Natalie Tate has been busy in Denver's music scene in recent years. She's played lead guitar in Ark Life and received the "Best Singer-Songwriter" award from Westword last year. Tate recently released her second studio album, "Broken Open," which features more electronic instruments than her previous work. Tate visited the CPR Performance Studio to perform a few songs from the new album and speak with Alisha Sweeney about featuring notable musicians from Denver's music scene on the new album, integrating pop culture references into her music and her long musical partnership with filmmaker Shane Boris.
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Tennis recently returned to the CPR Performance Studio a few days before the release of the album "Yours Conditionally." The Denver indie band has been on tour for much of 2017, and they head to California this month to play Coachella Music Festival. Tennis performed four songs from the new album and spoke with Alisha Sweeney about the feminist message behind "Ladies Don't Play Guitar," how their recent sailing trip inspired "Yours Conditionally" and getting "Girls" actress Zosia Mamet to star in the promotional videos for the album.
Overcoats are emerging as one of the most exciting young bands of 2017. The New York duo recently performed at South By Southwest, appeared at NPR headquarters for a Tiny Desk Concert and landed an opening spot for Maggie Rogers' North American tour -- including a stop at Denver's Larimer Lounge last week. Overcoats brought their dreamy harmonies and synth-pop to the CPR Performance Studio before that show to perform a few songs from the forthcoming debut LP "Young." They also spoke with Alicia Bruce Mitchell about the band's origin story as students at Wesleyan University, bonding over a love of the Dixie Chicks and experimenting with their sound on "Young."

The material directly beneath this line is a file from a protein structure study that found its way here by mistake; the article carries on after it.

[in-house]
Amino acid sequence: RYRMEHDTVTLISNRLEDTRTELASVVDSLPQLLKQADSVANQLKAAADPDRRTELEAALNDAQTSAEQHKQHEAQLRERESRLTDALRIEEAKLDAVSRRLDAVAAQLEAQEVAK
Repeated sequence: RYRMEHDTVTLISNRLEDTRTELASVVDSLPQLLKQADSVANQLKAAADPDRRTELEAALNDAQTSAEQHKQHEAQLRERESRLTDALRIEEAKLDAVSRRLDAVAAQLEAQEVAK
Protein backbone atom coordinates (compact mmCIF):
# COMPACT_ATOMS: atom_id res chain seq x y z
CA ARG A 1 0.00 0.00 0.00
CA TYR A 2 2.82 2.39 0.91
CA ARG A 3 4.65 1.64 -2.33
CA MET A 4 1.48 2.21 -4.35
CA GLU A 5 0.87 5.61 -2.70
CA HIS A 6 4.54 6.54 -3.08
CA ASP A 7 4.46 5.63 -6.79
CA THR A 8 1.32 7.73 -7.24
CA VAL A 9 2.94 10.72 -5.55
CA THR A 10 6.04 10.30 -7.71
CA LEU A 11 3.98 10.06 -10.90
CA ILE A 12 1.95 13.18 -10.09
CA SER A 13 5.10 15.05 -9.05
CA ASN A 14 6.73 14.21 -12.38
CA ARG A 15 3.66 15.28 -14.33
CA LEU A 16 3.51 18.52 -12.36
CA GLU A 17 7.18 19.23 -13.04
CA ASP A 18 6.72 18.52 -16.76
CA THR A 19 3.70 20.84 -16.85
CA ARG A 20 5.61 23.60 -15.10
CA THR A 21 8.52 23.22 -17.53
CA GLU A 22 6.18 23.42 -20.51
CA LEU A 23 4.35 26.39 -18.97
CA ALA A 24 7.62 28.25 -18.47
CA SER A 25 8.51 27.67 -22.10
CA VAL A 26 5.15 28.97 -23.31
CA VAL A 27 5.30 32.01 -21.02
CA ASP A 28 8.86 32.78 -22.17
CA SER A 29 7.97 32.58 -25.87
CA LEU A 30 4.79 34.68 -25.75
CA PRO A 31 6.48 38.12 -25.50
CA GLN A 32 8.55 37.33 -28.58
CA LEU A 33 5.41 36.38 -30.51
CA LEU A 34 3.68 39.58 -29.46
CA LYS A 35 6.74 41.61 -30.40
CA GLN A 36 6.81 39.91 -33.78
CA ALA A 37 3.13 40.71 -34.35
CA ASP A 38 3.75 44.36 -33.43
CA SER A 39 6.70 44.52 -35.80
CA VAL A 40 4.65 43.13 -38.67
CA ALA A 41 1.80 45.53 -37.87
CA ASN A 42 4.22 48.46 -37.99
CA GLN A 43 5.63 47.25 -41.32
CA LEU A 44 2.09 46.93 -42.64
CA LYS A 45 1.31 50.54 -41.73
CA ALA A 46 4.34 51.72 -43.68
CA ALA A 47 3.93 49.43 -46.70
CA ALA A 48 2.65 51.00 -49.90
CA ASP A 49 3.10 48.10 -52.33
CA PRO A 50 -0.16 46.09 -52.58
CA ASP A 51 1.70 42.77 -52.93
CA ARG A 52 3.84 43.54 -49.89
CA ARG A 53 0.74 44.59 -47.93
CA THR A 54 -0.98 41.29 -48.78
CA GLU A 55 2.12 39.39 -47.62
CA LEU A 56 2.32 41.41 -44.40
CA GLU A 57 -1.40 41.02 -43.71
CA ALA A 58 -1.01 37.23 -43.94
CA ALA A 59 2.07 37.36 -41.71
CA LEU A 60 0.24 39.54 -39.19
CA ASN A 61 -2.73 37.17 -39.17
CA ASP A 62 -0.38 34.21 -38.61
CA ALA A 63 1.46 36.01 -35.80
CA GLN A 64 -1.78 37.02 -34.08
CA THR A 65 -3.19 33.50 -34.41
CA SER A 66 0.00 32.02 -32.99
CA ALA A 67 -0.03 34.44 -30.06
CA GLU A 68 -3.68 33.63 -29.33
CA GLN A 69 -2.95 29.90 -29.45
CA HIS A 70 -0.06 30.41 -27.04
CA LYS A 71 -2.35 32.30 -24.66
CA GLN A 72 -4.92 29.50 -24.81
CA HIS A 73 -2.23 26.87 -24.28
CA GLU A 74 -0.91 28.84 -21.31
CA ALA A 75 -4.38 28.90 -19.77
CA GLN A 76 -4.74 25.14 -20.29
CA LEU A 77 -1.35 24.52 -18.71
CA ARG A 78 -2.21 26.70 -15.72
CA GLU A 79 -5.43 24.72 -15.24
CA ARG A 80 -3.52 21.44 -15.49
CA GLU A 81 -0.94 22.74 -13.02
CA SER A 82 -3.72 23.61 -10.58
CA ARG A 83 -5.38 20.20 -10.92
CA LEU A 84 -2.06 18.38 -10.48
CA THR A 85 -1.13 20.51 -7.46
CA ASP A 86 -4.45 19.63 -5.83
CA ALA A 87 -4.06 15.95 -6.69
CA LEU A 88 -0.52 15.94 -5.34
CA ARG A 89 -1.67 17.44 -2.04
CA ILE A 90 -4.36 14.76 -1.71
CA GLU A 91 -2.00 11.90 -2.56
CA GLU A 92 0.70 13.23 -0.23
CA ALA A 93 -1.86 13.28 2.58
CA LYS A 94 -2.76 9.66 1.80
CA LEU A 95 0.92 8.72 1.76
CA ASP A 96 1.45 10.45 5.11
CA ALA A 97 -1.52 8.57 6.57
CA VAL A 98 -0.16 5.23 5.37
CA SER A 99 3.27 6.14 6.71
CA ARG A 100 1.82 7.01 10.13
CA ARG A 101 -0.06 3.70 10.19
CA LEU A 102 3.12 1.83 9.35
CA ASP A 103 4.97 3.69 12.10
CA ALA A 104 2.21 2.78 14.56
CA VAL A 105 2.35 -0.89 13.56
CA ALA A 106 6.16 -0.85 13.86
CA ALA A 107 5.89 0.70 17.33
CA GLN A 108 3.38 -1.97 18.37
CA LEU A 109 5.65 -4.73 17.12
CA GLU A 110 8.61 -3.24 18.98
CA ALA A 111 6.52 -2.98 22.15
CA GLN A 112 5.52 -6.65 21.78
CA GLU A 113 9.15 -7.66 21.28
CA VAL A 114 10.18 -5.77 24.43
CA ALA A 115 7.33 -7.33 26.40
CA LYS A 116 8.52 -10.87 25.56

Slothrust has drawn comparisons to guitar-driven alternative rock bands like Pixies and Dinosaur Jr. But the trio initially met as students at Sarah Lawrence College playing jazz and chamber music. That background adds an unpredictable element to their rock music. Slothrust released its third album, "Everyone Else," last fall. The band members performed a few standouts from that album in our CPR Performance Studio and spoke with Jeremy Petersen about their musical experiences at Sarah Lawrence, writing through improvisation and their recent move from Brooklyn to Los Angeles.
Strange Americans last joined us in the CPR Performance Studio in 2014. Since then the Denver roots-rockers have been at work on the follow-up to "That Kind Of Luster." We got a sneak preview of that album -- "Borrow You Brother" -- when the band returned to our studio this week. The band headlines Denver's Hi-Dive tomorrow night before a few tour dates in the Midwest. They played a few new songs in our studio and spoke with Alisha Sweeney about recording the new album in Denton, Texas, how a studio fire affected the recording process and their collaborative lyric writing.
Some prominent women of Denver's music scene collaborated this month for a two-night show at Denver's Syntax Physic Opera. Billed as "WMN And The Queen City Of The Plains," the unique concerts featured members of eight female-fronted Denver bands. Prior to the shows, we welcomed a few artists who participated into our CPR Performance Studio -- including Jess Parsons and members of Ivory Circle, Bluebook and Sinkra. These four acts each took a turn playing an original song. They also spoke with Alicia Bruce Mitchell about how the concerts came together with the help of musician Wes Watkins and the many hard-working female musicians in Denver.
Slow Caves first performed in our studio in 2015. Since then the Fort Collins band has signed to the Cincinnati-based Old Flame Records and released the "Desert Minded" EP. This year they've performed at SXSW in Austin, Texas, and Treefort Music Festival in Boise, Idaho. The self-described "synth-punk" band returned to our studio earlier this month. They performed some new music and spoke with Scott Carney about signing to their new label, how they've evolved as a band over the past two years and getting compared to the Beach Boys.
The Hold Steady frontman's latest solo album "We All Want The Same Things" features his most autobiographical work to date.